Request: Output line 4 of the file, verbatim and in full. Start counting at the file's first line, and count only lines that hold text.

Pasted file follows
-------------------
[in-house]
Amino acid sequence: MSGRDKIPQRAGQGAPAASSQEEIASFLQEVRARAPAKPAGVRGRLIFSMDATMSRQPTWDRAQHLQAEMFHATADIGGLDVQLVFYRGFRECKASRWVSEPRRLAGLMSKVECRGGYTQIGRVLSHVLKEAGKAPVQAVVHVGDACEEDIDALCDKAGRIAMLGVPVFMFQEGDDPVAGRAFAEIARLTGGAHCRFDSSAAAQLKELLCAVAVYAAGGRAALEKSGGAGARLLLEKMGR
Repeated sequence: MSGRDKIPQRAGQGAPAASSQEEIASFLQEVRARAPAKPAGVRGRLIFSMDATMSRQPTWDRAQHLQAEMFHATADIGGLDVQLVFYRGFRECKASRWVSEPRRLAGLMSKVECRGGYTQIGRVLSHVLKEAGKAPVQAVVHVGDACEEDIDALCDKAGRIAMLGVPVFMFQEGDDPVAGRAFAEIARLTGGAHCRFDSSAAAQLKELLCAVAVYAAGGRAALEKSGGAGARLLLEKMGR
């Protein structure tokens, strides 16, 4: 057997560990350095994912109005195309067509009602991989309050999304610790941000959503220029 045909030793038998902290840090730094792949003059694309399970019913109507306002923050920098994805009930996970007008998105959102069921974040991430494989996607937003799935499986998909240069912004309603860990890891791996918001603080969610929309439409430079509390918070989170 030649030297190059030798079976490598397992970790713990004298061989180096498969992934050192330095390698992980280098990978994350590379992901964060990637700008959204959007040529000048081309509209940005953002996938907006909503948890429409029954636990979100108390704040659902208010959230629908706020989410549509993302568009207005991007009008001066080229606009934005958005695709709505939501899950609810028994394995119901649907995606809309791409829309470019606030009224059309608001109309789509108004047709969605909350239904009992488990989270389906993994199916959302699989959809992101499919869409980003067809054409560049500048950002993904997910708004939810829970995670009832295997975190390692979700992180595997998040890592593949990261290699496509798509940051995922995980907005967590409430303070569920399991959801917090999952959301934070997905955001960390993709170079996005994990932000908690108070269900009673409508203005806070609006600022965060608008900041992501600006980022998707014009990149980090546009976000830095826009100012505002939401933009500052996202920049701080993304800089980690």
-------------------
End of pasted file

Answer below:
């Protein structure tokens, strides 16, 4: 057997560990350095994912109005195309067509009602991989309050999304610790941000959503220029 045909030793038998902290840090730094792949003059694309399970019913109507306002923050920098994805009930996970007008998105959102069921974040991430494989996607937003799935499986998909240069912004309603860990890891791996918001603080969610929309439409430079509390918070989170 030649030297190059030798079976490598397992970790713990004298061989180096498969992934050192330095390698992980280098990978994350590379992901964060990637700008959204959007040529000048081309509209940005953002996938907006909503948890429409029954636990979100108390704040659902208010959230629908706020989410549509993302568009207005991007009008001066080229606009934005958005695709709505939501899950609810028994394995119901649907995606809309791409829309470019606030009224059309608001109309789509108004047709969605909350239904009992488990989270389906993994199916959302699989959809992101499919869409980003067809054409560049500048950002993904997910708004939810829970995670009832295997975190390692979700992180595997998040890592593949990261290699496509798509940051995922995980907005967590409430303070569920399991959801917090999952959301934070997905955001960390993709170079996005994990932000908690108070269900009673409508203005806070609006600022965060608008900041992501600006980022998707014009990149980090546009976000830095826009100012505002939401933009500052996202920049701080993304800089980690």